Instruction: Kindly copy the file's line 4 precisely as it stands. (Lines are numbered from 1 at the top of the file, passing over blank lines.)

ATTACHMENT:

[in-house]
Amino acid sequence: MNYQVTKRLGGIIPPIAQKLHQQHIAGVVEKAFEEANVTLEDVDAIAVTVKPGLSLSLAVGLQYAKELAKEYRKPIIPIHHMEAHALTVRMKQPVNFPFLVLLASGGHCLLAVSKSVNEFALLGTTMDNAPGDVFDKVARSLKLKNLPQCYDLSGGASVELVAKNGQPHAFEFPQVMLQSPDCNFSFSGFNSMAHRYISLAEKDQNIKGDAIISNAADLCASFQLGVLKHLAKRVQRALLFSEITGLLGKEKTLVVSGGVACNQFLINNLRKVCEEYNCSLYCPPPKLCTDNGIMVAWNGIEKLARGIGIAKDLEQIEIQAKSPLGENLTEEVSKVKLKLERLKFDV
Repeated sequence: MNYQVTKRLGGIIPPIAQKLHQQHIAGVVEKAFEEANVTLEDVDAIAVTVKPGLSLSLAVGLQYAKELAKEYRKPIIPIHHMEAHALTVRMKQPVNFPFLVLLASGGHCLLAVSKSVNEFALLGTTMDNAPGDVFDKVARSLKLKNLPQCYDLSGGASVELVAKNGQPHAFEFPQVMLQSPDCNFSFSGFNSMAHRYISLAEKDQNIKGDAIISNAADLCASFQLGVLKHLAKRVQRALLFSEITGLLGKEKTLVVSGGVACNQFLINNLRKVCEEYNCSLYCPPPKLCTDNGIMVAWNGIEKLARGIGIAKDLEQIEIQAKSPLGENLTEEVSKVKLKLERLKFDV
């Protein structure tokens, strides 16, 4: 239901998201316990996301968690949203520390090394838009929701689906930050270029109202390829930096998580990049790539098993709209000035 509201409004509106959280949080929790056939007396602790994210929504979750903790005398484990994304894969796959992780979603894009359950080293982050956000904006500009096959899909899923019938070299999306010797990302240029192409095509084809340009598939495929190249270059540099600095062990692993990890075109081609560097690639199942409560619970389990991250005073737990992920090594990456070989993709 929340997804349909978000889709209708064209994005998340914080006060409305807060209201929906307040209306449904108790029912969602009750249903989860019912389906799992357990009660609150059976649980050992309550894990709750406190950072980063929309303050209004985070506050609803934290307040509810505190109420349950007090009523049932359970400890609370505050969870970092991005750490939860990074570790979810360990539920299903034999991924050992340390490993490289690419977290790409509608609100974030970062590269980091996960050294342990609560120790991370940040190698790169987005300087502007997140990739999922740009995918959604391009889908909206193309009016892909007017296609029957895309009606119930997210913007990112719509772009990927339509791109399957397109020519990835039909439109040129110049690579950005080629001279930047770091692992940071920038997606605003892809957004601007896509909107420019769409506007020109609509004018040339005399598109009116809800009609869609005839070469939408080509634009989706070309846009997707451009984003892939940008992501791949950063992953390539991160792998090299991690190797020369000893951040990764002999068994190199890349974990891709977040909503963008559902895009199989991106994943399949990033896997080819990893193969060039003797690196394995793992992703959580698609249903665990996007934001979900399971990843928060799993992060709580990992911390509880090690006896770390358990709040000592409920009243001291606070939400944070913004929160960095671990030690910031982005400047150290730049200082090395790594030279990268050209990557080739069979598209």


């Protein structure tokens, strides 16, 4: 239901998201316990996301968690949203520390090394838009929701689906930050270029109202390829930096998580990049790539098993709209000035 509201409004509106959280949080929790056939007396602790994210929504979750903790005398484990994304894969796959992780979603894009359950080293982050956000904006500009096959899909899923019938070299999306010797990302240029192409095509084809340009598939495929190249270059540099600095062990692993990890075109081609560097690639199942409560619970389990991250005073737990992920090594990456070989993709 929340997804349909978000889709209708064209994005998340914080006060409305807060209201929906307040209306449904108790029912969602009750249903989860019912389906799992357990009660609150059976649980050992309550894990709750406190950072980063929309303050209004985070506050609803934290307040509810505190109420349950007090009523049932359970400890609370505050969870970092991005750490939860990074570790979810360990539920299903034999991924050992340390490993490289690419977290790409509608609100974030970062590269980091996960050294342990609560120790991370940040190698790169987005300087502007997140990739999922740009995918959604391009889908909206193309009016892909007017296609029957895309009606119930997210913007990112719509772009990927339509791109399957397109020519990835039909439109040129110049690579950005080629001279930047770091692992940071920038997606605003892809957004601007896509909107420019769409506007020109609509004018040339005399598109009116809800009609869609005839070469939408080509634009989706070309846009997707451009984003892939940008992501791949950063992953390539991160792998090299991690190797020369000893951040990764002999068994190199890349974990891709977040909503963008559902895009199989991106994943399949990033896997080819990893193969060039003797690196394995793992992703959580698609249903665990996007934001979900399971990843928060799993992060709580990992911390509880090690006896770390358990709040000592409920009243001291606070939400944070913004929160960095671990030690910031982005400047150290730049200082090395790594030279990268050209990557080739069979598209």